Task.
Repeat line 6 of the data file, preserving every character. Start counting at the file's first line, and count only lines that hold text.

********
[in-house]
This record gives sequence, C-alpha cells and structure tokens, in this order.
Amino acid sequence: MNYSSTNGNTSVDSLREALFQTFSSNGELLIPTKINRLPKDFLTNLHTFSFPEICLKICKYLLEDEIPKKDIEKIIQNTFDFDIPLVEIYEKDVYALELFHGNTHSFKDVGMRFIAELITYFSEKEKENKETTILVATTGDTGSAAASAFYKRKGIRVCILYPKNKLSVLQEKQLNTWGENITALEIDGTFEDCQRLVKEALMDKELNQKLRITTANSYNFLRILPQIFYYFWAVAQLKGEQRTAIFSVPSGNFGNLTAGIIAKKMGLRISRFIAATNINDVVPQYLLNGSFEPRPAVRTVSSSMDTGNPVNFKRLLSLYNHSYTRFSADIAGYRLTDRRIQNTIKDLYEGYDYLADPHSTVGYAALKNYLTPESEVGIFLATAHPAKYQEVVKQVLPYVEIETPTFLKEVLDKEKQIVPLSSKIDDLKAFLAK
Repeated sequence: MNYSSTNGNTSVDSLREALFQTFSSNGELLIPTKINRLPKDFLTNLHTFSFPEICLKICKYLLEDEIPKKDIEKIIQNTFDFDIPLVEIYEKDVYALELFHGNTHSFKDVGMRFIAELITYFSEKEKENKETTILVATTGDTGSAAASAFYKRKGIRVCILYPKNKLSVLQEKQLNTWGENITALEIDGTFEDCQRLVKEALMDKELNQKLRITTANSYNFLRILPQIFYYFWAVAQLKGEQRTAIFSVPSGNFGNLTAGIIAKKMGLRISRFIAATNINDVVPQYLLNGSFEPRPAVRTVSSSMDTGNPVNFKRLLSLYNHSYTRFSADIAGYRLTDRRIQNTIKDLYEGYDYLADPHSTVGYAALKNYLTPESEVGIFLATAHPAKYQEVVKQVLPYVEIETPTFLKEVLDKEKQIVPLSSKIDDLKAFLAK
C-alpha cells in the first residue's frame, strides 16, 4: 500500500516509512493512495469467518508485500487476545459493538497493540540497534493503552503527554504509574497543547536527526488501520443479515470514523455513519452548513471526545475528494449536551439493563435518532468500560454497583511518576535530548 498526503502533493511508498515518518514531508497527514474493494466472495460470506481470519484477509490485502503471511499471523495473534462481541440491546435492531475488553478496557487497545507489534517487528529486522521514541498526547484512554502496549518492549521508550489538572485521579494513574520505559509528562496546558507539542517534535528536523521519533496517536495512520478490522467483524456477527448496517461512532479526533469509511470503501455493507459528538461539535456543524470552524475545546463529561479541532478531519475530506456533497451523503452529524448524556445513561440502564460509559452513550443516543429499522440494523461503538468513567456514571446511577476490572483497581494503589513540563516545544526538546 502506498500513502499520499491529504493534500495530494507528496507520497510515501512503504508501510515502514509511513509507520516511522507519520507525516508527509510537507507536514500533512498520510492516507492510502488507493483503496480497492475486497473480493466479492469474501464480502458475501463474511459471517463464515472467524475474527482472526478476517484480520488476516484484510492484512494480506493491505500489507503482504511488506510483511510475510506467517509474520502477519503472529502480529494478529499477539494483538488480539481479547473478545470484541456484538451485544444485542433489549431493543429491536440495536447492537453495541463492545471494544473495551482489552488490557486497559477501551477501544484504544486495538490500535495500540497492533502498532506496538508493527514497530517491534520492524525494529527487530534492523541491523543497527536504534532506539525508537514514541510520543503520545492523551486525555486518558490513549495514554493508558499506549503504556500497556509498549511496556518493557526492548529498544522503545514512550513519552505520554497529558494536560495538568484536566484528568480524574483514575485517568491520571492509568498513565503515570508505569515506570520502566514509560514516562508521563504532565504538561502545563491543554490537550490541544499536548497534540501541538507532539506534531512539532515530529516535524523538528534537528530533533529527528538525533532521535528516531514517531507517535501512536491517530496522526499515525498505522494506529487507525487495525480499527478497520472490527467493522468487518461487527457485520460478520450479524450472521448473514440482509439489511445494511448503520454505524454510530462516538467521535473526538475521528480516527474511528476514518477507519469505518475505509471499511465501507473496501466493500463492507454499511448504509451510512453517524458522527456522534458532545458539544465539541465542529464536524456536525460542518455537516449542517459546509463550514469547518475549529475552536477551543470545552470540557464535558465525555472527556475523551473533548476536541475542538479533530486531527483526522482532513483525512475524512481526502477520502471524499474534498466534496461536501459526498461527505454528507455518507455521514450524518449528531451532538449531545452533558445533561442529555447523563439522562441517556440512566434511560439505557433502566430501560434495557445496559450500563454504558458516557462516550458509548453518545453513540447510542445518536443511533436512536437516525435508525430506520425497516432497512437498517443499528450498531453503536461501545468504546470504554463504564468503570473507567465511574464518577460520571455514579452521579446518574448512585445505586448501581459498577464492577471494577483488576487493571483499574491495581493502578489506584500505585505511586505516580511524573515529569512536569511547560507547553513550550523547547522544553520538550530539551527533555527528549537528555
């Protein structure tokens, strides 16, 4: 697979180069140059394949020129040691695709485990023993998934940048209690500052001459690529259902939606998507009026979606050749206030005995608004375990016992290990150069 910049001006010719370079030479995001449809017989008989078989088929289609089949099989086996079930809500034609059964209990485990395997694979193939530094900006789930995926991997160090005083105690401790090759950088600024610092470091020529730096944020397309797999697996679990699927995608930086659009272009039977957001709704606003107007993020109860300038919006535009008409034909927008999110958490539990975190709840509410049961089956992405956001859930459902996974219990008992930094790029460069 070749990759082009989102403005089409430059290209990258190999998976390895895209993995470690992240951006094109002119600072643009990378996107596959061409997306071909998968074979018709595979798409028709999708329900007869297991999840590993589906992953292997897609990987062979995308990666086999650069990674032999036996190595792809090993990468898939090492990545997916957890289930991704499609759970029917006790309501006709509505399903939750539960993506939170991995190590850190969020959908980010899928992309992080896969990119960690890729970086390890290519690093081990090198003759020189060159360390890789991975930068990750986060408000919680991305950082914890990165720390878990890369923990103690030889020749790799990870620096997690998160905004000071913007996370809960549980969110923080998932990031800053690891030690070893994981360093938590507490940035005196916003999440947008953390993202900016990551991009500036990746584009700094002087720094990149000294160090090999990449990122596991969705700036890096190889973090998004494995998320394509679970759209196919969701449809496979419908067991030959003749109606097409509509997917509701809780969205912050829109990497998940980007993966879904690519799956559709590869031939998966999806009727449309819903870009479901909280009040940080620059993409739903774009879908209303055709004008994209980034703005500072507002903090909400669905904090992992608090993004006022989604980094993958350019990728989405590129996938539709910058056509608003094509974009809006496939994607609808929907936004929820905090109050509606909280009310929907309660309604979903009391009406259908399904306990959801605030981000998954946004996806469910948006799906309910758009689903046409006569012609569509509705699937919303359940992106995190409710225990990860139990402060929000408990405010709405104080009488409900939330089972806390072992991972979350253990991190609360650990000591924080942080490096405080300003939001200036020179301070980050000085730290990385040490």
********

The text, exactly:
């Protein structure tokens, strides 16, 4: 697979180069140059394949020129040691695709485990023993998934940048209690500052001459690529259902939606998507009026979606050749206030005995608004375990016992290990150069 910049001006010719370079030479995001449809017989008989078989088929289609089949099989086996079930809500034609059964209990485990395997694979193939530094900006789930995926991997160090005083105690401790090759950088600024610092470091020529730096944020397309797999697996679990699927995608930086659009272009039977957001709704606003107007993020109860300038919006535009008409034909927008999110958490539990975190709840509410049961089956992405956001859930459902996974219990008992930094790029460069 070749990759082009989102403005089409430059290209990258190999998976390895895209993995470690992240951006094109002119600072643009990378996107596959061409997306071909998968074979018709595979798409028709999708329900007869297991999840590993589906992953292997897609990987062979995308990666086999650069990674032999036996190595792809090993990468898939090492990545997916957890289930991704499609759970029917006790309501006709509505399903939750539960993506939170991995190590850190969020959908980010899928992309992080896969990119960690890729970086390890290519690093081990090198003759020189060159360390890789991975930068990750986060408000919680991305950082914890990165720390878990890369923990103690030889020749790799990870620096997690998160905004000071913007996370809960549980969110923080998932990031800053690891030690070893994981360093938590507490940035005196916003999440947008953390993202900016990551991009500036990746584009700094002087720094990149000294160090090999990449990122596991969705700036890096190889973090998004494995998320394509679970759209196919969701449809496979419908067991030959003749109606097409509509997917509701809780969205912050829109990497998940980007993966879904690519799956559709590869031939998966999806009727449309819903870009479901909280009040940080620059993409739903774009879908209303055709004008994209980034703005500072507002903090909400669905904090992992608090993004006022989604980094993958350019990728989405590129996938539709910058056509608003094509974009809006496939994607609808929907936004929820905090109050509606909280009310929907309660309604979903009391009406259908399904306990959801605030981000998954946004996806469910948006799906309910758009689903046409006569012609569509509705699937919303359940992106995190409710225990990860139990402060929000408990405010709405104080009488409900939330089972806390072992991972979350253990991190609360650990000591924080942080490096405080300003939001200036020179301070980050000085730290990385040490």